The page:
Why Vince Wilfork tackles diabetes – it’s a family matter
|09.23.11 at 10:15 am ET|
FOXBORO — Say this for Vince Wilfork, he is one passionate football player, on and off the field.
And when it comes to a cause near and dear to his heart, the Pro Bowl nose tackle pursues it just as hard as he does an oncoming blocker or runner through the line of scrimmage.
Vince Wilfork’s foundation main purpose is to raise money for research and awareness to fight diabetes. His passion for this comes from a close family tie to the disease.
“My relationship with diabetes comes from growing up in my household with my father just being ill for 13, 14, 15 years,” Wilfork said on Thursday. “As a kid, I’m nine, 10 years old at the time, seeing my father go through what he had to go through, give him shots at times, he was so weak.
“We had to bathe him, had to take him to restroom. There was a lot going on that my brother and I had to deal with. So, that’s why this is real close and dear to my heart. I know how this can affect a household because I was one of those people who had to deal with it.”
It’s because of awareness and attention to detail that Wilfork himself has been able to avoid the disease.
“Luckily, God blessed me to be a healthy young man, blessed my family to be healthy but everybody is not able. That’s why it’s very close and dear to my heart to actually come and bring more awareness, to raise money to try and find and fight and tackle this disease. It affects us more than we think.
“One thing that kills me the most is when I see a 4-year old with Juvenile Diabetes,” he said. “I know a lot of people probably have friends and family members that are cancer patients, they’re beating [it] – I put it right up there with cancer. Every year I throw my draft day fundraiser to raise money for diabetes. There’s not one year that comes and goes that I don’t get new people either showing up to my doorstep or showing up to the fundraiser just telling me stories about how they are affected by this disease.”
The Vince Wilfork Foundation is working with the world renown Joslin Diabetes Center and EMD Millipore to raise money throughout the 2011 Patriots season. It began last week with the home game against the Chargers and will continue through New Year’s Day when the Pats host the Bills.
“Through the years, we’ve raised a lot of good money,” he said. “Last year, I think we raised over $100,000, so it’s growing. One thing I want to do is to get my fans and my team involved with this. Everybody knows playing football is not just one individual, so I think that’s where the fans and friends can play a huge part in this. We need a team effort just like I need a team effort on Sundays. It’s going to take a team effort. We have the greatest fans. I can’t tell you – I’m happy to be where I’m at with the fans and with the team I have.
The “Joslin Diabetes Center’s High Hopes Fund” even added $750 for his interception on Sunday.
“From the organization down to the teammates down to the fans, we [are] one classy organization and one classy fan base,” Wilfork said. “You guys really pull through for us at times. This is going to be one of the times that I’m going to ask for help. I’m doing it, my wife is doing it, I have friends doing it, my brother is doing it – it’s a lot of people. We’re involved also. It’s not that I’m just asking everybody else for money; I’m actually putting money up myself.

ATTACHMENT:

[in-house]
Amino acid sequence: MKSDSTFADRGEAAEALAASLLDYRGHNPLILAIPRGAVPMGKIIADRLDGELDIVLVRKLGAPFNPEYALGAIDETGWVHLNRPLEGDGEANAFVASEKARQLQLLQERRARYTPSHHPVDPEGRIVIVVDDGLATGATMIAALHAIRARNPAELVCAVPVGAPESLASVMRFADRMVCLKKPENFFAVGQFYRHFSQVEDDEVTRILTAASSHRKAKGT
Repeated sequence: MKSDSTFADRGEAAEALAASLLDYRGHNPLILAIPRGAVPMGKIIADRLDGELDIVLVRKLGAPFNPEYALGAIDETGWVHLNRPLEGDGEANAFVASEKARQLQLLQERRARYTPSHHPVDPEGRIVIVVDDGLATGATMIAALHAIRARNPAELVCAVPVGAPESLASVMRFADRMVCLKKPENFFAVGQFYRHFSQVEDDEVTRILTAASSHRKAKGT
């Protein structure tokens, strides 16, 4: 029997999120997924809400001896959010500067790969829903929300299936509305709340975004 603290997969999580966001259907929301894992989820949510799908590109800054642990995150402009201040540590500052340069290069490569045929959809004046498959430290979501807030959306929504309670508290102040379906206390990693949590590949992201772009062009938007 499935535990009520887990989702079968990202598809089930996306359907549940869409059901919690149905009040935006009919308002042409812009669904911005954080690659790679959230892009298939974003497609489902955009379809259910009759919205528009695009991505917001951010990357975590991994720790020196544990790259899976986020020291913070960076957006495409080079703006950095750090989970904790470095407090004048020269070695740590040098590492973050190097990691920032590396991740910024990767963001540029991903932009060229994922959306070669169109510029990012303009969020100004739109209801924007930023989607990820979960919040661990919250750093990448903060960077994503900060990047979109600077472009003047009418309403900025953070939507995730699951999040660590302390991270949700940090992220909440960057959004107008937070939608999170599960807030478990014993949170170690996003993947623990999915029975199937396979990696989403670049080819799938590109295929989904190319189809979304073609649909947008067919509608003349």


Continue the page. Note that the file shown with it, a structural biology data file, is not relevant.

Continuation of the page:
“There’s where we’re at with this. Once again, like I said I want to thank EMD Millipore and Joslin for getting me on the team and hopefully we can be successful with this and hopefully I can report back to you guys how well we’re doing with it. It’s going to be something fun. It makes me more excited now to go out and make tackles for a cause. That just adds one more element to my game that makes me play even harder now. That’s where we’re at with that.”
His final message: If you have any doubts, get tested.
“It’s very important, especially as an African-American,” he said. “But you know what, it’s not just African-Americans. Like I said, every year it’s someone coming to my doorstep. The one thing that kills me the most, when I get a four-year-old or five-year-old kid with juvenile diabetes that eats me up. Because the first thing I do – I have three kids and they’re healthy. I have a two-year old, an eight-year old and a 14-year old [Thursday] and they’re healthy and I just thank God for that. It’s very, very important; just go get tested.
“I tell my teammates the same thing. Just knowing what it can do to a household and you can go all your life without knowing. It’s an unknown. You get a little finger cut and you have to get stitched up and they run blood work and all the sudden they find out you’re diabetic. That’s not easy. We try to push people to go when they’re actually feeling good, before it’s too late. That’s one thing I’ll continue to push. I tell guys every time I see them, ‘Hey go get tested. Even if you think you’re okay, still just go get tested to make sure you’re healthy.’”
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